Keywords: Governments, decentralization, fiscal, transfer
Factors Influence The Utilization Of Community Participation (POSBINDU)
NoviaIndriani Sudharma a, Rina Kurniasri Kusumaratna b , Meiyanti c
a,b Department of Public Health, Faculty of Medicine, Trisakti University, Jakarta, Indonesia
c Department of Pharmachology, Faculty of Medicine, Trisakti University, Jakarta, Indonesia
Volume 09, Issue 03, Pg. 78-90, 2016.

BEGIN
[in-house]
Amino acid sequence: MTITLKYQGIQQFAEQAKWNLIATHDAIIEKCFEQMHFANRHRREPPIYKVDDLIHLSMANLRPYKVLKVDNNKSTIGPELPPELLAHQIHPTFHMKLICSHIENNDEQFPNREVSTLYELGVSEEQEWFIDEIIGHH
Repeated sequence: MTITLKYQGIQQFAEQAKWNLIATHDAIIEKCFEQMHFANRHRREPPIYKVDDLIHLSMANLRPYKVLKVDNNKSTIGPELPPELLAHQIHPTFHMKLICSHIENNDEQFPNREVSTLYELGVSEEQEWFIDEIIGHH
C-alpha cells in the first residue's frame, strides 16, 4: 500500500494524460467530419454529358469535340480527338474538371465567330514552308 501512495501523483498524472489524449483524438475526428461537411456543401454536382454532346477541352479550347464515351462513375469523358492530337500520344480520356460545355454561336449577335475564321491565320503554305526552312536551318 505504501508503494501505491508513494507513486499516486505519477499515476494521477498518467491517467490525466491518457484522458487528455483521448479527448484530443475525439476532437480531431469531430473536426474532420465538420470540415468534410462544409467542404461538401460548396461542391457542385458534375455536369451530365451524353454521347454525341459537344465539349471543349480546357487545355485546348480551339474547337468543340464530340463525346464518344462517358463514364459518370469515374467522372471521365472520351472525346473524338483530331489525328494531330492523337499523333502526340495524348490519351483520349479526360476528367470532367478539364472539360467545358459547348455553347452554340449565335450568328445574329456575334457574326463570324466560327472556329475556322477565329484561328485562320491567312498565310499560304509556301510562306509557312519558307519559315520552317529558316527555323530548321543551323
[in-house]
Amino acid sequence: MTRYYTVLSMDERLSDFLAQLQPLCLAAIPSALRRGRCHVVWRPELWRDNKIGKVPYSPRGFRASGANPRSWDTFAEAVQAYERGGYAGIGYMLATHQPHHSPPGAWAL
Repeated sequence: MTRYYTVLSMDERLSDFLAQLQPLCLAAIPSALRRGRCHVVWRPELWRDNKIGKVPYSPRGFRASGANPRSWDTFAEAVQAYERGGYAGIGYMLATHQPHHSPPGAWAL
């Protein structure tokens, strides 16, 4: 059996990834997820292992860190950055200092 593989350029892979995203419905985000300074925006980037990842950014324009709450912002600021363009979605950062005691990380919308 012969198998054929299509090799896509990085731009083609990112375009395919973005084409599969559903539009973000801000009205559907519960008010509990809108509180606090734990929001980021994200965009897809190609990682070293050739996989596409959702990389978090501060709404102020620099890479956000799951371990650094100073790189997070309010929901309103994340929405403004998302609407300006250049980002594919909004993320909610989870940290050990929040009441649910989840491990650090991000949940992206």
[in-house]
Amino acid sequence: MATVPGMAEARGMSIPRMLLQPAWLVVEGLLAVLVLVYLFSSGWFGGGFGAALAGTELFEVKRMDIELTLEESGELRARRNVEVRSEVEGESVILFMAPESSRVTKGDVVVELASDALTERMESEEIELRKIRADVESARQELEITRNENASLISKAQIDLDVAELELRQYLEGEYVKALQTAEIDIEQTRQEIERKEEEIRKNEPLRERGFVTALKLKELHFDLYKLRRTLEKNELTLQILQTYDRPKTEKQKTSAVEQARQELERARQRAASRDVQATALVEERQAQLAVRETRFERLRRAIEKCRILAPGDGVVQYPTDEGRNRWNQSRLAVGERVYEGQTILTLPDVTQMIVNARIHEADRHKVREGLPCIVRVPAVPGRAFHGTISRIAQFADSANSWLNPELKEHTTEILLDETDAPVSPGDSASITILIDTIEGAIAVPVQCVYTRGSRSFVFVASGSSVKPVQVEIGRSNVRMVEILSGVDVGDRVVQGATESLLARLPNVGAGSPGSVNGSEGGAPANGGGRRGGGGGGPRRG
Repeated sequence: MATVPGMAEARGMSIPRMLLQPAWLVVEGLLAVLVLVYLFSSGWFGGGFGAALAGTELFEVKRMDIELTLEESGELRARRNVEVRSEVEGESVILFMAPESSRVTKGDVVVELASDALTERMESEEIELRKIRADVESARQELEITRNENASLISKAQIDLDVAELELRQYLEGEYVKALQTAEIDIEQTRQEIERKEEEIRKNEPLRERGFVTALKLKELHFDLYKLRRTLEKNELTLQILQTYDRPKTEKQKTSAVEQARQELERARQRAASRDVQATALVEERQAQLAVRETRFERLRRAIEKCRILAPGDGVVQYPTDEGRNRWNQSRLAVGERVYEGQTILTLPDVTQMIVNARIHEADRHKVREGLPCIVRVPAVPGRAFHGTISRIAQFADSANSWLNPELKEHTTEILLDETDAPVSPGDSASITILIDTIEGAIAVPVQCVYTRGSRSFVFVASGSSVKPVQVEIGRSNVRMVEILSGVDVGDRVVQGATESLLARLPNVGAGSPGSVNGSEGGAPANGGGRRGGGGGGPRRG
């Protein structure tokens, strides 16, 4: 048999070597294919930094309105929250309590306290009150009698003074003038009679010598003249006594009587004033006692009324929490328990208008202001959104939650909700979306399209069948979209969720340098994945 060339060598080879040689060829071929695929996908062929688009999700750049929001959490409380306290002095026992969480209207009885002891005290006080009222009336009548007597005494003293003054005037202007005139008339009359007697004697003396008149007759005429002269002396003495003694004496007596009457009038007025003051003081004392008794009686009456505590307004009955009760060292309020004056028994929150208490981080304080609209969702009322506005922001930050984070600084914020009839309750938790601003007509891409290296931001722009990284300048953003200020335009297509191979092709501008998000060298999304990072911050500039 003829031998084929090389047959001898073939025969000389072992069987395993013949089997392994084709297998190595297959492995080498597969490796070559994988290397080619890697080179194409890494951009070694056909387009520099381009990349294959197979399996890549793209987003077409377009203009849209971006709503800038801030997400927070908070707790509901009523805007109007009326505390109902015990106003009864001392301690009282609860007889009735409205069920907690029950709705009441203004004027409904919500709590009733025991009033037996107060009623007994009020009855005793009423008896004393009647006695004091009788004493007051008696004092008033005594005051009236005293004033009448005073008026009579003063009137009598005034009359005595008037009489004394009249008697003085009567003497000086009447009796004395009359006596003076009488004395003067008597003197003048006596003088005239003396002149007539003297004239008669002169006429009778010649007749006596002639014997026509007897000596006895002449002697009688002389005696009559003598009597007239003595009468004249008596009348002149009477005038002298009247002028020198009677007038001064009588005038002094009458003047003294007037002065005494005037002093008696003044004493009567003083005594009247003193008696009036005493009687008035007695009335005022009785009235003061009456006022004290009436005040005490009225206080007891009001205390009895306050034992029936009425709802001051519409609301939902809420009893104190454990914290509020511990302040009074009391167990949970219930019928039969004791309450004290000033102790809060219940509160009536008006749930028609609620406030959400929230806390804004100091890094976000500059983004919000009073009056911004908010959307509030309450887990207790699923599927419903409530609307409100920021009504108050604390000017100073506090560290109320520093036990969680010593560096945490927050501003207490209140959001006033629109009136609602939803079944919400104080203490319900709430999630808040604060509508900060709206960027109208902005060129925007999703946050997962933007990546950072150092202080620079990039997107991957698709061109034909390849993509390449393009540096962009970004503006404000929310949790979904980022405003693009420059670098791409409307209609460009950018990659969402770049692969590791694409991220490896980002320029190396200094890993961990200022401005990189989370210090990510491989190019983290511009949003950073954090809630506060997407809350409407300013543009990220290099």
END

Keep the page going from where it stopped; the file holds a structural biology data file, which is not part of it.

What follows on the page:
Introduction: Posbindu is a form of public participation to conduct early detection and monitoring of risk factors for non-communicable diseases (NCD), and where it was carried out in as an integrated-manner, routine and periodic event. Posbindu itself aimed to promotethe community participation in prevention and early detection of risk factors for non-communicable disease (NCD). Non-communicable diseases is the biggest killer in the world,causing approximately 60% of global deaths. More than 9 millions of all deaths related to NCD occurredunder the age 60 years old, and 90% premature deaths incidenceoccurs incountries where significant number of population were low income-population. In Indonesia, death related to NCD are growing in an alarming rate, from aproximately 41% at the year 1995, striking 59,5% at year 2007. According to Basic Health Survey of 2007, NCD related deaths ranked number 6 in a top ten Death list.The growing rate of NCD prevalence are to become a serious threat upon national Development, death risk from disease related conditon will negatively impact human resources nationwide, which the effect will surely not limited to health aspect only but expanded to economic aspect.Meanwhile, Posbindu program had not reach its popularity as it should have been. In some region, posbindu visits by locals has decreased. At the study area, existing data showed that, only as much as 10% of the local population was using Posbindu service. In many regions, Posbindu were deemed to merge with geriatric social health care, as the major user was the geriatric population.